From Cornell University:
The Freedom on the Move project, an online collection devoted to fugitives from slavery in 19th century North America, has developed a series of lesson plans to make its crowdsourced database accessible to K-12 teachers and their students.
The project is a database of tens of thousands of advertisements placed by enslavers who wanted to recapture self-liberating Africans and African Americans.
Housed at Cornell, Freedom on the Move was developed by a team of historians from Cornell, Ohio State University, the University of Alabama, the University of Kentucky and the University of New Orleans. The free, open-source site – a joint project of the Department of History, the Cornell Institute for Social and Economic Research and Cornell University Library – launched in February 2019.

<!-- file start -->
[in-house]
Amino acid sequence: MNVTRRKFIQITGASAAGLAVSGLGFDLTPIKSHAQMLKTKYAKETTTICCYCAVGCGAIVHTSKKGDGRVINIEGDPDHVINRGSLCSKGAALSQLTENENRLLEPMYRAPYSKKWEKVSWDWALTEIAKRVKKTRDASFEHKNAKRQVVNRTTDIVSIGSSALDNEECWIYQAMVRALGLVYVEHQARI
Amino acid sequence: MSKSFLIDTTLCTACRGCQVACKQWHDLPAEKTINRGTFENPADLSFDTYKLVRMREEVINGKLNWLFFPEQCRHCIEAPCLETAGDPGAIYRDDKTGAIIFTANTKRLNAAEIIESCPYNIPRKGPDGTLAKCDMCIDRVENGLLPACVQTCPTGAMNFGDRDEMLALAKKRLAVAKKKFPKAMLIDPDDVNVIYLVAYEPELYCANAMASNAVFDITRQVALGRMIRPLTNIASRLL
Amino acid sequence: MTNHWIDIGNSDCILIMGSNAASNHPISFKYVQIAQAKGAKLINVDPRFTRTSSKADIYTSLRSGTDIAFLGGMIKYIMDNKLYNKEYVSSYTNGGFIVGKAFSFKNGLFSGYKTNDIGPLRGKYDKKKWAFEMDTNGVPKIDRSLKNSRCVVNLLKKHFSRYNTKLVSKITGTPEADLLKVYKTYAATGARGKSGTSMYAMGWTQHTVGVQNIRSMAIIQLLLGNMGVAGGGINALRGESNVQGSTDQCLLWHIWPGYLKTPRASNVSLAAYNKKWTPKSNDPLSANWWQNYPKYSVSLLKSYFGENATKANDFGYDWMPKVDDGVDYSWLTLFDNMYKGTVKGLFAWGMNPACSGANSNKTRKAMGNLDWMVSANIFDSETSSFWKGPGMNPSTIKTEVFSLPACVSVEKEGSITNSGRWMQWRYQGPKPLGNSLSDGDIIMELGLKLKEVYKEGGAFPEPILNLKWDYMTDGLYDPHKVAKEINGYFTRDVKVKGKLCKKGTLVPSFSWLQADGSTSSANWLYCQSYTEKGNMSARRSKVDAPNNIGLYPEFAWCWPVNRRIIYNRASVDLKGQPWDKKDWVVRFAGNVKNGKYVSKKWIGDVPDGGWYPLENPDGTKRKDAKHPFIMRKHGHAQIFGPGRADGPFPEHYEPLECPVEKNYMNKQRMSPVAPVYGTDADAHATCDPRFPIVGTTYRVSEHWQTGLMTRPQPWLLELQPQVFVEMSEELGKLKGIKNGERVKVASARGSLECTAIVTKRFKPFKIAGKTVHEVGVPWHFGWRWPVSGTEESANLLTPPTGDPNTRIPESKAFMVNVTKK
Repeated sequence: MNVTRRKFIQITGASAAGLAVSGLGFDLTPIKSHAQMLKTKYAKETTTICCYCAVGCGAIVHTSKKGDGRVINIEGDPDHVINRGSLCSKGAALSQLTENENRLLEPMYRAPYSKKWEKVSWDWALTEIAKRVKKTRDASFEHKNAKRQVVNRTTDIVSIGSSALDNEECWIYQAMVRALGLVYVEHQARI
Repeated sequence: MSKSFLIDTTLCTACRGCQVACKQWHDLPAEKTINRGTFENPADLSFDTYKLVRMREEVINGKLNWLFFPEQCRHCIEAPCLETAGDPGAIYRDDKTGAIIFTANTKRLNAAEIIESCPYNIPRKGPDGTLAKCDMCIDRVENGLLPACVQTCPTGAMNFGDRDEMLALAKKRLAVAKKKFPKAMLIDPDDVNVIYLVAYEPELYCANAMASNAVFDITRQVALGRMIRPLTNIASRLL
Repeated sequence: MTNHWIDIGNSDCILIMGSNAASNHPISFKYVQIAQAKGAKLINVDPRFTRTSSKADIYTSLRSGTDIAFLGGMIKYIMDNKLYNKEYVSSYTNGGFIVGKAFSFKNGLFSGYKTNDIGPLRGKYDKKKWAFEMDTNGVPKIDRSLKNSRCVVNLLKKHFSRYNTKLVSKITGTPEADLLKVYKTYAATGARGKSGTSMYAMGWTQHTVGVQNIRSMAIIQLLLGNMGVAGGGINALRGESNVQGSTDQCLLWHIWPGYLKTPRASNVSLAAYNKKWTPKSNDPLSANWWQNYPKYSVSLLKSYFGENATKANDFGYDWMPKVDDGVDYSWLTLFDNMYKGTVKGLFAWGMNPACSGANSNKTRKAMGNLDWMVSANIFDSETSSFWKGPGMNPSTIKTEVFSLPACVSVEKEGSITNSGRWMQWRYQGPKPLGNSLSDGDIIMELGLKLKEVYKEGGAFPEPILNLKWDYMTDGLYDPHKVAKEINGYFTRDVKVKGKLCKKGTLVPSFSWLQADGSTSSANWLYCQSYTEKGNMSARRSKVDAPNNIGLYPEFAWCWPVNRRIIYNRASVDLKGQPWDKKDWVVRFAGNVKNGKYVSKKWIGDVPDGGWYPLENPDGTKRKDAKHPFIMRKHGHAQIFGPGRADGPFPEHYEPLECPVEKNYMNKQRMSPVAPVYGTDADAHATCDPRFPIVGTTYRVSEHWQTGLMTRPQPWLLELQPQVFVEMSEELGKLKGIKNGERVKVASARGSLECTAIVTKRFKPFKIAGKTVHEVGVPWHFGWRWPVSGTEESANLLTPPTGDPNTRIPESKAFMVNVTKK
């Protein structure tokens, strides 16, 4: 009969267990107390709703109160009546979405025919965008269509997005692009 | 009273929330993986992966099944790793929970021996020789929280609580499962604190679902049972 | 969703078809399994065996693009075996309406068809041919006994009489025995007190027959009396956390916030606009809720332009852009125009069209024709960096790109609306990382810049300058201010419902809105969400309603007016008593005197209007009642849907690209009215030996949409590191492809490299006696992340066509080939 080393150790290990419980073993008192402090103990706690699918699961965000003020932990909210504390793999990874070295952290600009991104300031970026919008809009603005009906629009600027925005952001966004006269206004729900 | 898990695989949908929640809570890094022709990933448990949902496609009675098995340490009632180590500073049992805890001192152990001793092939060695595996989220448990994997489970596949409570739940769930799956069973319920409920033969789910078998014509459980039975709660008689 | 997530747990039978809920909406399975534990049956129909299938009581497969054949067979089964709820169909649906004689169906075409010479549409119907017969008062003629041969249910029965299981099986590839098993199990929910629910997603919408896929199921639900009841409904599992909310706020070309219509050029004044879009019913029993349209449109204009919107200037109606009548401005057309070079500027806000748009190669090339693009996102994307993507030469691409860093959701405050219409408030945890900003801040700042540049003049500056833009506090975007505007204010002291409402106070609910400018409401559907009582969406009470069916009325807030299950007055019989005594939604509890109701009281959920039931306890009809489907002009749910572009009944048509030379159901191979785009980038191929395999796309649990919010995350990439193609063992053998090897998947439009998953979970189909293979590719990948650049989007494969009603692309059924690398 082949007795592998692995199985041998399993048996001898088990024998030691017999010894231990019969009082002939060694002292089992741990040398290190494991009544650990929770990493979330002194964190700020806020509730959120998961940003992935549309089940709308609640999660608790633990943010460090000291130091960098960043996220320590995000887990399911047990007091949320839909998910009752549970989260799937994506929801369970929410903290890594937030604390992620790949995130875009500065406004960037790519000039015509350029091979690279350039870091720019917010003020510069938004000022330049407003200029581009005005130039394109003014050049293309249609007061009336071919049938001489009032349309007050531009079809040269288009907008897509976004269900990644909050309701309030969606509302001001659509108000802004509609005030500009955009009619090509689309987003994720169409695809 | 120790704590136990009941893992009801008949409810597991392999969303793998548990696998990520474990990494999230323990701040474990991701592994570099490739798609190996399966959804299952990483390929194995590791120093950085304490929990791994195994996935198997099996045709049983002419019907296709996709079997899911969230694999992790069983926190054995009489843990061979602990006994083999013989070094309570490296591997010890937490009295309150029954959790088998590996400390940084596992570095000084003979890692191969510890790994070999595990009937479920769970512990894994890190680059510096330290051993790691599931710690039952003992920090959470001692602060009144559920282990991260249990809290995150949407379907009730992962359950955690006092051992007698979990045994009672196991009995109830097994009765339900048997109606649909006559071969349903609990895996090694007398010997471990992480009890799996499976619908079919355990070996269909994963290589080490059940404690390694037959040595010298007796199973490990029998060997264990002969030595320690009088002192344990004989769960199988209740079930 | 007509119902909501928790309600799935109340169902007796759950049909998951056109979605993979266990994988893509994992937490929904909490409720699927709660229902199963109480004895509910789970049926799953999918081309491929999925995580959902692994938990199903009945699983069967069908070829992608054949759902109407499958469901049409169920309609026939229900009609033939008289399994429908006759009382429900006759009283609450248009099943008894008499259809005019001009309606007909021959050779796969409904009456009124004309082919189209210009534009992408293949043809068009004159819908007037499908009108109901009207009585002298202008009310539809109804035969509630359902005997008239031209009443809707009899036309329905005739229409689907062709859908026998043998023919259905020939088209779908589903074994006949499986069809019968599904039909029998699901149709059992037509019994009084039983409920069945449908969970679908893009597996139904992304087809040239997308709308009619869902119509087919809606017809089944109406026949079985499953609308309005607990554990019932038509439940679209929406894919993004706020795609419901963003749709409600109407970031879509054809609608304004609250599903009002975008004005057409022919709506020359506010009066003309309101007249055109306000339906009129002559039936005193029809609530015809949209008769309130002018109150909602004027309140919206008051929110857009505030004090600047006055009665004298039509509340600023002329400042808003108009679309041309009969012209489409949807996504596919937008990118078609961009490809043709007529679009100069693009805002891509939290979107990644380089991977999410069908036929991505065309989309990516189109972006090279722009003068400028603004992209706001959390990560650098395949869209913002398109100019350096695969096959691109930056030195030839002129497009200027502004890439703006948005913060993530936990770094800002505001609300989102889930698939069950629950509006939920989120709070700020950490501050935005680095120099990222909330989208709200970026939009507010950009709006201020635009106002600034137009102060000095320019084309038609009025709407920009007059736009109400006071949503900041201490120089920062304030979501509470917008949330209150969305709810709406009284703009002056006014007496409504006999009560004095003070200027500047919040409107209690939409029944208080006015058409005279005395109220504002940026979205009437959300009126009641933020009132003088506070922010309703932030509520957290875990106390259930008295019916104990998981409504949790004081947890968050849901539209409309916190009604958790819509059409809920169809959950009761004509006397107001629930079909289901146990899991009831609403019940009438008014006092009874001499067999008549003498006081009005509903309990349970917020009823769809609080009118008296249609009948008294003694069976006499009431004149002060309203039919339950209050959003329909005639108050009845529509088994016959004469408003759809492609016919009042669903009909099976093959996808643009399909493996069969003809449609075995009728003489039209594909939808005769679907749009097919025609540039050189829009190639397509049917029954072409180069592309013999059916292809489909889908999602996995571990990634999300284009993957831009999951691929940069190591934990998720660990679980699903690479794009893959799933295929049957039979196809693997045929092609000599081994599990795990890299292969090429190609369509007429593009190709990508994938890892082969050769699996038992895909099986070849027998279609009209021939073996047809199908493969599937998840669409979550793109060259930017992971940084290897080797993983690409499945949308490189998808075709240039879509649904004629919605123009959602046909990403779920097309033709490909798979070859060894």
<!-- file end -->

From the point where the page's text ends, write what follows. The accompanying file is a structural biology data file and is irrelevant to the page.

The insights the ads provide into the experiences of enslaved Africans and African-Americans are especially valuable because so little information about them as individuals has been preserved.
The free, open-source site has been designed to be accessible to the public. Users can quickly set up an account and begin working with digitized versions of the advertisements. Users transcribe the text of an advertisement and then answer questions about the ad and the person it describes. They can choose to transcribe ads from a particular state or specific time period, depending on their areas of interest.
Direct to Freedom on the Move Website